Posted by: genghisprawn | November 9, 2008

More Freshwater Barnacles

This is a photo submitted by one Peter to Avril Bourquin’s Man and Mollusc web page.  The freshwater snail was purchased complete with living hitchhikers from a pet store in New York (collection site unknown).  Vigorous discussion on the CONCH-L mailing list identified the snail as Vitta usnea (Röding, 1798), a member of the family Neritidae familiar to aquarists and shell-collectors as the olive nerite.

V. usnea is often found in flowing freshwater with tidal influence, but is quite able to tolerate low-salinity conditions and in at least some cases occurs far upstream.  Say (1822, who christened this species Theodoxus reclivatus), is quoted as writing the following: “I found this species in great plenty, inhabiting St. John’s river in East Florida, from its mouth to Fort Picolata, a distance of one hundred miles, where the water was potable.”

Vitta usnea egg capsules on the shell of a captive Pomacea caniliculata (channeled apple snail, a South American freshwater Ampullariid). Photo by "Burnt Umber" (Flickr).

There appears to be some controversy about larval development — Andrews (1935) reported direct development into benthic miniature adults, bypassing the typical veliger stage, but “the reported maximum diameter of the egg capsules (~1 mm) is too small to hold 40 metamorphosed juveniles,” as he reported, “of any neritid species” (Kano, 2006).  What’s more, Holthuis (1995) reported V. usnea to have what Kano (2006) terms a “type A” opercular nucleus — an operculum morphology typically associated with floating, planktotrophic veliger larvae.  (The operculum is the calcareous lid that seals the aperture of the shell when the snail’s body is withdrawn.)  The geographic distribution of this species (Florida to Colombia, including Trinidad and the Greater Antilles), for my part, makes me inclined to rule against Andrews.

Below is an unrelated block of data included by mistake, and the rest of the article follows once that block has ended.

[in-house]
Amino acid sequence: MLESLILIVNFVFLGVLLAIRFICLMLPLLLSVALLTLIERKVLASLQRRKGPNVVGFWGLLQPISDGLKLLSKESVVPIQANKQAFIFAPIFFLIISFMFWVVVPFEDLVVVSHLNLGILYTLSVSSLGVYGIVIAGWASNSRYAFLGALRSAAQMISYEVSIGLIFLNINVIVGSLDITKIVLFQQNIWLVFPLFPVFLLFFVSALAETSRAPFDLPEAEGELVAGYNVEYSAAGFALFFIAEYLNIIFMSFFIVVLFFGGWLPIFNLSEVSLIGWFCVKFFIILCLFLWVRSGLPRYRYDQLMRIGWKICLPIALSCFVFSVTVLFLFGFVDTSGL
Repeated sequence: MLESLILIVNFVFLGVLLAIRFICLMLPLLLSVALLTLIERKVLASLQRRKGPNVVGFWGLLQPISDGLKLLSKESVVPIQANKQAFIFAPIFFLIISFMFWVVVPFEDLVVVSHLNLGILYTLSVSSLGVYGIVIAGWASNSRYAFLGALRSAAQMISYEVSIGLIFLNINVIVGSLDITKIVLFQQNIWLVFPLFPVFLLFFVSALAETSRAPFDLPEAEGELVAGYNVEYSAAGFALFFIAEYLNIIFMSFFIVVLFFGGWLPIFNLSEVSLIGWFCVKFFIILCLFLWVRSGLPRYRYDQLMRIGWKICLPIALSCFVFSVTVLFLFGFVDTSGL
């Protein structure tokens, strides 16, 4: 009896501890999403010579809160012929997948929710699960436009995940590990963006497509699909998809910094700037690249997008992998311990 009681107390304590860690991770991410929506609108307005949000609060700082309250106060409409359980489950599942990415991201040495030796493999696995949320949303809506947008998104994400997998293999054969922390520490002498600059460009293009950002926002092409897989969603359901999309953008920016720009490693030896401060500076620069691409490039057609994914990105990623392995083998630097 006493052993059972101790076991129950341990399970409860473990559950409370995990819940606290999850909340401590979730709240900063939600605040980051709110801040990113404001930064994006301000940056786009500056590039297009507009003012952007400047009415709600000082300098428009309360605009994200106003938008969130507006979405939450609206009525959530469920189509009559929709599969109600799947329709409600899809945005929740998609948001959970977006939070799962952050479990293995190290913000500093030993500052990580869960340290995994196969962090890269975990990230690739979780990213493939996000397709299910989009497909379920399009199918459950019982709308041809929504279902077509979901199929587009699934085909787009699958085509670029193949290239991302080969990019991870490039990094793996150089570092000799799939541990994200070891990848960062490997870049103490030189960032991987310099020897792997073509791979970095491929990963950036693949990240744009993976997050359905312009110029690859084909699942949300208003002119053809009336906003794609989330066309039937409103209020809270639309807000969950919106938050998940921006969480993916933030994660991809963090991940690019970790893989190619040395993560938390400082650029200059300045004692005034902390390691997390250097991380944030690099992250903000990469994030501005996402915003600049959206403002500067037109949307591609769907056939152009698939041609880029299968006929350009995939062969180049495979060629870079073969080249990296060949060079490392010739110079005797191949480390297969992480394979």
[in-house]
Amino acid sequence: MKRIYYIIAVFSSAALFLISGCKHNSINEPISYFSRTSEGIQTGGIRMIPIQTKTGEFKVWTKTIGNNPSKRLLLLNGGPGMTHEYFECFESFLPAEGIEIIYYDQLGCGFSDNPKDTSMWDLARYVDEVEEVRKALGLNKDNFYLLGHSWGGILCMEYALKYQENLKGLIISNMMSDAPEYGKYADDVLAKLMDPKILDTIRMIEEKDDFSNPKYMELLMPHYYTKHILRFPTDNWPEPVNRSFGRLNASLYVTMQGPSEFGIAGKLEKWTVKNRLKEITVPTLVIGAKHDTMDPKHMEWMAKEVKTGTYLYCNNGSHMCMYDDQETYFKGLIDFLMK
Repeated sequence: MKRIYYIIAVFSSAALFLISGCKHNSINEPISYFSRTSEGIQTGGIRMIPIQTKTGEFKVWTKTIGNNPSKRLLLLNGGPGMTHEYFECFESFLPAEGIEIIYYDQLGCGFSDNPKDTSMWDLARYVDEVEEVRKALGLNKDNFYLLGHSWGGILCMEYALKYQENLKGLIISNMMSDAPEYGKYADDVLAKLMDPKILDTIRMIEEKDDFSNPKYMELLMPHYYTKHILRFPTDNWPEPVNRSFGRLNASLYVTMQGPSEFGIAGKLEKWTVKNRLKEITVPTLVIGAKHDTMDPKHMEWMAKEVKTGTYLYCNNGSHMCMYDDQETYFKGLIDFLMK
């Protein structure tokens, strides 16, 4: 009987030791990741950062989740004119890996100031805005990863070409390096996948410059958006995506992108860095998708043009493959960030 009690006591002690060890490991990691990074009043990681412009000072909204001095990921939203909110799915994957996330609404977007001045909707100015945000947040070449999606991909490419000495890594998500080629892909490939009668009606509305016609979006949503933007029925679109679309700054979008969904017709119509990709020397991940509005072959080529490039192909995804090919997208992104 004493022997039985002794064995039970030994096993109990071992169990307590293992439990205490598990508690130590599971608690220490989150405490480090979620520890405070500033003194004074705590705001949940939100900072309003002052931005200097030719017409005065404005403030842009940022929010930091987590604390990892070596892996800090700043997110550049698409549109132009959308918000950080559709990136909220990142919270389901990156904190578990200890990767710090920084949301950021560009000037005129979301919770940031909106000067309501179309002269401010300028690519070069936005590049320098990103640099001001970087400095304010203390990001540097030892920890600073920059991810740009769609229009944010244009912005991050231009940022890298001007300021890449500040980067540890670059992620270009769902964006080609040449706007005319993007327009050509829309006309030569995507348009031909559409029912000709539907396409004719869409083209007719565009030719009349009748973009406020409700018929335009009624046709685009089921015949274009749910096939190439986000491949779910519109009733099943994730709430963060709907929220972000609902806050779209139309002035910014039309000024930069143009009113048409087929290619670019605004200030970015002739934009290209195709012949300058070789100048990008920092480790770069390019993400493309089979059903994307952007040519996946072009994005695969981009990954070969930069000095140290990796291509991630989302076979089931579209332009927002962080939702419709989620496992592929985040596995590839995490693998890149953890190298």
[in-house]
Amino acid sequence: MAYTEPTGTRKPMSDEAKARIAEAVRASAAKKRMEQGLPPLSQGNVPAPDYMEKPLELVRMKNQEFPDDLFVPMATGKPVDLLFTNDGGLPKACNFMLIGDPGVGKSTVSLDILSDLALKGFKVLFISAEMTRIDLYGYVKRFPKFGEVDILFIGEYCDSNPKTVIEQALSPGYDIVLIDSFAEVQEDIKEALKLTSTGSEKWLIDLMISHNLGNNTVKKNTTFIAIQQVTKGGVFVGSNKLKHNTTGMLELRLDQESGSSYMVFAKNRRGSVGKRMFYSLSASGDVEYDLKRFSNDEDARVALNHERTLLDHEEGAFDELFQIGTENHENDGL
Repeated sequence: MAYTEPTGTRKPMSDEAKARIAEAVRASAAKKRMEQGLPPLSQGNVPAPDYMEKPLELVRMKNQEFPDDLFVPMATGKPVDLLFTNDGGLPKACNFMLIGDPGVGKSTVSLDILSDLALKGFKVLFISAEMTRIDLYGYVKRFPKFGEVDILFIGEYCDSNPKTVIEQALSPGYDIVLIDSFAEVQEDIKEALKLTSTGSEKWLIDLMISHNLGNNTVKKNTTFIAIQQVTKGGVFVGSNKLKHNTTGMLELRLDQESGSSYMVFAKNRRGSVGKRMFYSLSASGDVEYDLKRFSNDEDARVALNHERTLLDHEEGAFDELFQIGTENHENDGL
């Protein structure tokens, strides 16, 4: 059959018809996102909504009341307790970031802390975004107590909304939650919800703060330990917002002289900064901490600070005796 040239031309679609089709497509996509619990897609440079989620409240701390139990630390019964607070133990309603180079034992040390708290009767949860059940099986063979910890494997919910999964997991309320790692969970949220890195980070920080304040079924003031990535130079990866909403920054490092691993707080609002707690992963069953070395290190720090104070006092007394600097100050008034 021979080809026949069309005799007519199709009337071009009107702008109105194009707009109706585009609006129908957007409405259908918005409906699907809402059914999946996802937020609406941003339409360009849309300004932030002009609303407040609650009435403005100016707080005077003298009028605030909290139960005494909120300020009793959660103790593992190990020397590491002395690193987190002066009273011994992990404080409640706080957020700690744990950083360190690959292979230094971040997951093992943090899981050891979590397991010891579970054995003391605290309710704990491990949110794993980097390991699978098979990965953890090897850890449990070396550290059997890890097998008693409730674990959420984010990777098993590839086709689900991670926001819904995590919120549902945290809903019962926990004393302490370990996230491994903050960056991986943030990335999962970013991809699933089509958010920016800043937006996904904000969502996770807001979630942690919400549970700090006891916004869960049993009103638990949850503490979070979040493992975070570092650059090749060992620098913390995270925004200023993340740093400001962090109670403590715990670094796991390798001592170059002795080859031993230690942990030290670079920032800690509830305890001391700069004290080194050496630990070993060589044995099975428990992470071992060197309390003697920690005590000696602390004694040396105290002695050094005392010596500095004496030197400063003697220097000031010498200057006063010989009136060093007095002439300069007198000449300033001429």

Larval development, at any rate, appears to require saline conditions — although captive specimens will strew the aquarium glass with hard, salt-grain-like egg capsules, the larvae uniformly perish in freshwater.  This carries the curious implication that V. usnea populations sufficiently upstream from the ocean would be unable to recruit except through upstream migration.  I don’t know whether any research on larval tolerance for freshwater in diadromous nerites has yet been done, but it seems to me that there may be physiological/developmental differences between estuarine V. usnea and the upstream populations reported by Say.  Some more discussion on that at CONCH-L.

As for the barnacles, they seem to be Balanus improvisus (Darwin, 1854).  Darwin himself, according to Southward and Crisp (1987, p. 127) “noted that Balanus improvisus was found in a small stream in the estuary of La Plata, near Monte Video, where at high water specimens apparently were covered by the brackish and occasionally almost fresh waters of the estuaries.”  Branscomb (1976) reports that a population in the Chesapeake Bay “appeared unaffected by unusually high freshwater run-off in June which lowered salinities in the bay for 1972.”

So what salinity parameters do these relate to?  Southward and Crisp continue (emphasis mine):